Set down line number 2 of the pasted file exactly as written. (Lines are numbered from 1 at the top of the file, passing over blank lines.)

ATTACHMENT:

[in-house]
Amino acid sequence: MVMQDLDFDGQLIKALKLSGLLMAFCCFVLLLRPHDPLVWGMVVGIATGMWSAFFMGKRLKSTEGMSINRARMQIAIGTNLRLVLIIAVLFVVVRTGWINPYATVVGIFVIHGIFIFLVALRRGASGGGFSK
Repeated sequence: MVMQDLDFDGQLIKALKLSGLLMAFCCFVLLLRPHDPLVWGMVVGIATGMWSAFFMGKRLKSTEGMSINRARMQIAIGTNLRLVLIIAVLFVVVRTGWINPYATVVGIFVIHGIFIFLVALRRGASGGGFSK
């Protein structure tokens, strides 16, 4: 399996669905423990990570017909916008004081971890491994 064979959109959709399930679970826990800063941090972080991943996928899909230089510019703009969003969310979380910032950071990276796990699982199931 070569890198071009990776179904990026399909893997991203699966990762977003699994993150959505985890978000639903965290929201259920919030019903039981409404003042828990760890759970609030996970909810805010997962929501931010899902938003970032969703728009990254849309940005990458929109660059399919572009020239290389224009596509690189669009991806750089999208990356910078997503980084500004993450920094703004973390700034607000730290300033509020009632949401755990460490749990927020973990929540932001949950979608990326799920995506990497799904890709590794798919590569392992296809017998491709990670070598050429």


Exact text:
Amino acid sequence: MVMQDLDFDGQLIKALKLSGLLMAFCCFVLLLRPHDPLVWGMVVGIATGMWSAFFMGKRLKSTEGMSINRARMQIAIGTNLRLVLIIAVLFVVVRTGWINPYATVVGIFVIHGIFIFLVALRRGASGGGFSK